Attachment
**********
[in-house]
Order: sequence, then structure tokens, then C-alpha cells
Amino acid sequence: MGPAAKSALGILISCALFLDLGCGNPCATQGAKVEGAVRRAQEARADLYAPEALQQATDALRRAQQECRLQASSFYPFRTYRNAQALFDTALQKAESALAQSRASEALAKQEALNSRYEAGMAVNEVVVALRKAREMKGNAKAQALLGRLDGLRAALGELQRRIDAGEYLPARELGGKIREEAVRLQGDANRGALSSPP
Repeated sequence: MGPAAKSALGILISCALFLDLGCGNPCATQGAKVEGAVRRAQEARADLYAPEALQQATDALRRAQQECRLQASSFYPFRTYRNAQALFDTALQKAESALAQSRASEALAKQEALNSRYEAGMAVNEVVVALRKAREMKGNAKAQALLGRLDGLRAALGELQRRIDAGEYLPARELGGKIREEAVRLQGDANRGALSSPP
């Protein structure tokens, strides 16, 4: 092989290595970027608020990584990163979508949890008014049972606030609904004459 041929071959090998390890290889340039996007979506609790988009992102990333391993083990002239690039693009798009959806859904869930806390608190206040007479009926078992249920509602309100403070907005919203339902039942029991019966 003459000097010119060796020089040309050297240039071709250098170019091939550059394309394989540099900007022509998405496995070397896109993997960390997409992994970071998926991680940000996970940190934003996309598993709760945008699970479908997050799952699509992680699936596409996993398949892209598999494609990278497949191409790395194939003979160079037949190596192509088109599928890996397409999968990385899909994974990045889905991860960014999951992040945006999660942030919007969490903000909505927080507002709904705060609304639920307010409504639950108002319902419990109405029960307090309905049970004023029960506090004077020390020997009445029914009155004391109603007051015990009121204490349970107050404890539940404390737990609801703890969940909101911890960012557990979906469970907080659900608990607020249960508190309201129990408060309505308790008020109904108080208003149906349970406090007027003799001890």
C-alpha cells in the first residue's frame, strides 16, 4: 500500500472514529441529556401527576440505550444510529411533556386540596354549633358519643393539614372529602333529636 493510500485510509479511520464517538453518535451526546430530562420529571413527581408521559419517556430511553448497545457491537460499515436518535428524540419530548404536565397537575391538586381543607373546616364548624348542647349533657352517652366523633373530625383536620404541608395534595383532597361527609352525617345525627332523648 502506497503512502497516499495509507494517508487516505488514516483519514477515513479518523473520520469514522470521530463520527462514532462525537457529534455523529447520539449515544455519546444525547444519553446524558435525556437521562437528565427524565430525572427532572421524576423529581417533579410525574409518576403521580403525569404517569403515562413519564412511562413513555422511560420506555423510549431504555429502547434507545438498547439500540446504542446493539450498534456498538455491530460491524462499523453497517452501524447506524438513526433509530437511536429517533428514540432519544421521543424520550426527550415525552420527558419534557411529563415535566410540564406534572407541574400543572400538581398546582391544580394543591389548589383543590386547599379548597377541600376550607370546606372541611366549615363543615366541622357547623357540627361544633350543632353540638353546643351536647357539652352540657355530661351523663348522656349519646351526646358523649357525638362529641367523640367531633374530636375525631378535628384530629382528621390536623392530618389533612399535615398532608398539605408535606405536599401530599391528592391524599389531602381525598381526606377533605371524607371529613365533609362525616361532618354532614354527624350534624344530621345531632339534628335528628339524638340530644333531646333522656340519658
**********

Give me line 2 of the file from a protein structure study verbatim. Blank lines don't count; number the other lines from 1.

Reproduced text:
Order: sequence, then structure tokens, then C-alpha cells